The City is Waking

I’m up early. So early I can hear birds in the “city” quiet. The number of people I see in what is normally a densely populated area can be counted on my fingers. I can pick any seat I want in the subway. The city is waking.

Along with the birds comes the early morning noise, so different from the usual chaos of sounds that it feels quiet. A man pushing up the heavy metal of a store front security shutter on a Mexican grill; a flower and fruit vendor moving heavy buckets filled with the day’s bouquets; far off shouts from a construction team setting out orange cones – the city is waking.

The city is waking. Waking to all its clamor and bustle. Waking to hundreds of people who will use its services. Waking to women in business attire, their conservative black suits void of flair, and waking to women who work in the service industry. It’s waking to men who hold positions of authority and men who work in the subway.

There are times when I envy those who live in rural areas, where acres of land stretch and God seems so close, so present. Areas where, in my ignorance of the challenges of life in that context, it would seem easy to write about faith.

The city with its cacophony of sounds, its potholes, its brokenness, its homeless, its smells – this is my space, my place where I write about faith.

The city is waking and every morning before and after it will do the same, readying itself for the demands of the day. As the city wakes, so am I to wake – but I don’t want to. Because it’s Monday. And I don’t look attractive in cubicle grey. And it feels like too much sometimes. And just as I think I can’t do it I see Mary, who sells the Boston Herald and we smile and say hi; and up two blocks by the Omni Parker Hotel, creator of Boston Cream Pie and Parker House Rolls, I see Winston from Haiti and we greet each other like old neighbors; neighbors who don’t know each other well but find comfort in familiarity. The city, now made up of people, acts as a persistent alarm clock that cannot be turned off.

The city is waking. And as it wakes I walk and think and pray about faith waking. Faith waking to see with eyes wide open all that is around me; all that is known by God, all those who are loved by God, all those who desperately need God to enter their city world.

And with those thoughts I wake with the city, making a last stop to get my morning prescription of caffeine, dressed for the city “black as Hell, strong as death, sweet as love” coffee.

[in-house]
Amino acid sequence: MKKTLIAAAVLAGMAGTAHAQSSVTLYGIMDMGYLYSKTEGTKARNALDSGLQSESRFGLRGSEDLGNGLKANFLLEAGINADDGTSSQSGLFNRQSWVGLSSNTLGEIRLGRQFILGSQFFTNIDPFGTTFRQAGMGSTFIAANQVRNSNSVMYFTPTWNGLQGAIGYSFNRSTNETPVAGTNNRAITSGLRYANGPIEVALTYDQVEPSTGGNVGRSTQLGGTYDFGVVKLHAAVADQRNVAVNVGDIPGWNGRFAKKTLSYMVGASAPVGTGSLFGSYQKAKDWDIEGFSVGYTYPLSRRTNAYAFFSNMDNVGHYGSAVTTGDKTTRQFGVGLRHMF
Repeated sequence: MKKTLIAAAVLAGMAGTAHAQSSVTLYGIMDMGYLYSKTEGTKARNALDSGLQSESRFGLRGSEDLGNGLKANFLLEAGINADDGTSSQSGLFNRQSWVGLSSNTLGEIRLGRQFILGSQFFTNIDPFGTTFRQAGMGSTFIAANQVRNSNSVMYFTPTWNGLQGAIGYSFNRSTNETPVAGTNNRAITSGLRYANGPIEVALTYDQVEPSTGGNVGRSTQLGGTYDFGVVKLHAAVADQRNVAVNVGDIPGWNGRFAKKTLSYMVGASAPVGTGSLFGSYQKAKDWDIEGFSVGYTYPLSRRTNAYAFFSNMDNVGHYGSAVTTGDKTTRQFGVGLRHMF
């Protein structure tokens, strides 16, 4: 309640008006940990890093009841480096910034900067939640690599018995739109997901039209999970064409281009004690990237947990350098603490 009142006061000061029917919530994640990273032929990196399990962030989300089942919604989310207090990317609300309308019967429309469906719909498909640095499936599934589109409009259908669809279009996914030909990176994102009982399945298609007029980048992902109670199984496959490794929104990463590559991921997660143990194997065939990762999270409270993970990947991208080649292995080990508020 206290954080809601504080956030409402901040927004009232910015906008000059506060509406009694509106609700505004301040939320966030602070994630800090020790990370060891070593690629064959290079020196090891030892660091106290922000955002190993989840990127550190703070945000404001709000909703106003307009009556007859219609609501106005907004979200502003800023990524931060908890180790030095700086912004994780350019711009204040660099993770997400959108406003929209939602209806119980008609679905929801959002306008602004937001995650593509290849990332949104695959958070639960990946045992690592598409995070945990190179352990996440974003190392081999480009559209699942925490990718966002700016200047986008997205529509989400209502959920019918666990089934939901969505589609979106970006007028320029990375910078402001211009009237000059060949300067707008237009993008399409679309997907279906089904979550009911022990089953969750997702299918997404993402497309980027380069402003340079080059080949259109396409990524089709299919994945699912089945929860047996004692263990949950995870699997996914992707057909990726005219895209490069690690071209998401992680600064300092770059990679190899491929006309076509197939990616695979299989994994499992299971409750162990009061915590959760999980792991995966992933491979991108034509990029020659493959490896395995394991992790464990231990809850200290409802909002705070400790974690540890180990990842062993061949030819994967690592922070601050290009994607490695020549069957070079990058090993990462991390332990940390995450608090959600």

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9 thoughts on “The City is Waking

  1. I know a woman who moved to the country so that her children could learn to work the land and, through this, to worship God. It is a great concept and something that my children will miss out on, but what she is missing is people. Specifically, she is missing the diversity of people that you find in a city on a daily basis that you will not necessarily see at church on Sunday. Every family must choose how they raise their children, and we have chosen to be surrounded by God’s greatest creation, people, and then enjoy His majesty in nature on vacations.


    1. I think so much of it is about personality as well – I love the idea of working the land but I know my personality well enough to know that after a week I’d be ready for the potholes and crowded side walks! I think part of it for me is that the cities are where the immigrants and refugees are, so it’s a place where I feel most at home in this country. Thanks Anne!


  2. Indeed Marilyn. Those of us who sleep later miss out on some of the most wonderful and fresh hours of the day. I awaken to the singing of the birds as they awaken. Through antique stained glass windows (from an old church in Lynn, MA) the sun awakens and greets me. His power, glory, and majesty goes with me throughout the day and I can shout, “This is the day the Lord hath made. I will rejoice and be glad in it.”


    1. That window sounds beautiful. Ever since I was a kid and we took long road trips, getting up before dawn to start, I have loved those early morning hours. Preferably when I’m well rested but it doesn’t always happen that way!
      Thank you for this wonderful reminder.


  3. I love that you know the names of the people you see every morning! That is a reflection of you and your heavenly Father!


  4. I love this post! Can almost hear, see, feel all that you described. I had to smile when you said it seems easy to write about faith in a rural setting; as one who lives in a rural setting and yet spends most of my time in the city, I feel exactly the opposite – how much easier to see the face of God when surrounded by reflections (people) wherever you turn! :)
    I want my faith to wake and rise each morning, settled in the deep knowing of God’s never-failing faithfulness. Thanks for this post!


    1. So true that we think it’s easier on the other side – the proverbial grass of faith is greener…! But it is the people factor for me as well. Thinking of you today.


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